Having had close contact with caring individuals who had trouble with their U.S. residency status (and who were technically deportable), and having seen firsthand the way many U.S. citizens dehumanize "illegals" by making all kinds of cartoonish assumptions about them, and having witnessed the breakup of families when "illegal" family members were deported despite the needs of immediate family members with U.S. citizenship, I'm sensitive when it comes to discussions about immigration issues. Please, let's try not to oversimplify.

And no, Peter, the immigration policy in the U.S. toward Mexicans has nothing to do with Christianity.

Metta

Re: U.S. to deport Thai monk for being "remunerated"

Posted: Sun Jul 05, 2009 6:27 pm
by rosuto
Jechbi wrote:
rosuto wrote:What's really sad is that they want to deport this guy, but millions of illegals here from Mexico are being given a free pass to citizenship. I really wish our government would figure out just what it does want to do.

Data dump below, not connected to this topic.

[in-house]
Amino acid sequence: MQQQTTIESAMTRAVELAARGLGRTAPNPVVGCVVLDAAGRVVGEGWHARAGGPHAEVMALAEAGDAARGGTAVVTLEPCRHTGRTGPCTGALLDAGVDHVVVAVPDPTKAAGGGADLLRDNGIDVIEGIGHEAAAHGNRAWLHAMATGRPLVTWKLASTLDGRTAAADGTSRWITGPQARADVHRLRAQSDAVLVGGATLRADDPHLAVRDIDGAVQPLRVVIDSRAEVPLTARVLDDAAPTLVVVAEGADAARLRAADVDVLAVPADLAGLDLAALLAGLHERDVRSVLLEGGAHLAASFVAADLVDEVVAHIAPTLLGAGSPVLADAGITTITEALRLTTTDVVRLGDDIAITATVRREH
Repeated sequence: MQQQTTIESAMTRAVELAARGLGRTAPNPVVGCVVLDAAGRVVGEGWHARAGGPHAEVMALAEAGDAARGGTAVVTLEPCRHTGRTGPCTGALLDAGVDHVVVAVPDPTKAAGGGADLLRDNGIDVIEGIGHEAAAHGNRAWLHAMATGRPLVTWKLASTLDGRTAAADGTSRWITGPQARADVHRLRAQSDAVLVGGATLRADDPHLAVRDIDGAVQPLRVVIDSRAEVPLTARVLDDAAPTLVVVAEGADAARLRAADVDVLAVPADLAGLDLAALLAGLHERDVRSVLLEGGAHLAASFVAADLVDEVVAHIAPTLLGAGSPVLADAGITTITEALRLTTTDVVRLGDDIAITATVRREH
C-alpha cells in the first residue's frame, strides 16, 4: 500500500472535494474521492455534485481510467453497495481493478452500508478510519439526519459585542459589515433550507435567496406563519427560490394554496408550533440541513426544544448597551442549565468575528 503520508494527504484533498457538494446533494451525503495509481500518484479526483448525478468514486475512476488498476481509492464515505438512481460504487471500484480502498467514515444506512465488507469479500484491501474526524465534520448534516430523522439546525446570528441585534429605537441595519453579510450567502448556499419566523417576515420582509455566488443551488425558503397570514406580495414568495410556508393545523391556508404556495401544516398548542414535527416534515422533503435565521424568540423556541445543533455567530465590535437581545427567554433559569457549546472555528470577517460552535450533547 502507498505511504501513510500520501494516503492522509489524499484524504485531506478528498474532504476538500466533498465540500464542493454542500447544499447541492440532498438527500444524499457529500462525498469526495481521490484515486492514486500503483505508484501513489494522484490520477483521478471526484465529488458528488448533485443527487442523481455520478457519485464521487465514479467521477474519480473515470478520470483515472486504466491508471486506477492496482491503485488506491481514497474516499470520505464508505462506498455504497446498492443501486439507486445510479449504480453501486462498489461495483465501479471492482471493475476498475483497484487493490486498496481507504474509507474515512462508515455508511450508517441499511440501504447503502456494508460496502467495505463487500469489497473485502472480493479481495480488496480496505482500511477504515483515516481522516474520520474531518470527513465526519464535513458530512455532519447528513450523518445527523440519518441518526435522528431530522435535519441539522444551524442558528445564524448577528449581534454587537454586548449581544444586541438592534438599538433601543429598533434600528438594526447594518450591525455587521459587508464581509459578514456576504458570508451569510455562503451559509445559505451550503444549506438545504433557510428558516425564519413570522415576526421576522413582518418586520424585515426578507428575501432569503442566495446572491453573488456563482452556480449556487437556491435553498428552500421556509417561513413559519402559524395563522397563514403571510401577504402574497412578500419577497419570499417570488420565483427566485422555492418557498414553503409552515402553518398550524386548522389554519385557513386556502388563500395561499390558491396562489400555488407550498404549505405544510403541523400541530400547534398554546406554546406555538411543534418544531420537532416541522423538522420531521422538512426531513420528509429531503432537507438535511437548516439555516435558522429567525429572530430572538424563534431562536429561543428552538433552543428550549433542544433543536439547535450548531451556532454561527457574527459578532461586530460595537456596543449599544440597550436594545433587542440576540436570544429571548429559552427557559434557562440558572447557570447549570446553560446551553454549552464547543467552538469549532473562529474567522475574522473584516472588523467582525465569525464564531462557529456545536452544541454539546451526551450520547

I object to this statement because it is not true. There is no free pass to U.S. citizenship for millions of people from Mexico.

Having had close contact with caring individuals who had trouble with their U.S. residency status (and who were technically deportable), and having seen firsthand the way many U.S. citizens dehumanize "illegals" by making all kinds of cartoonish assumptions about them, and having witnessed the breakup of families when "illegal" family members were deported despite the needs of immediate family members with U.S. citizenship, I'm sensitive when it comes to discussions about immigration issues. Please, let's try not to oversimplify.

And no, Peter, the immigration policy in the U.S. toward Mexicans has nothing to do with Christianity.

Metta
I guess you don't follow your history very much.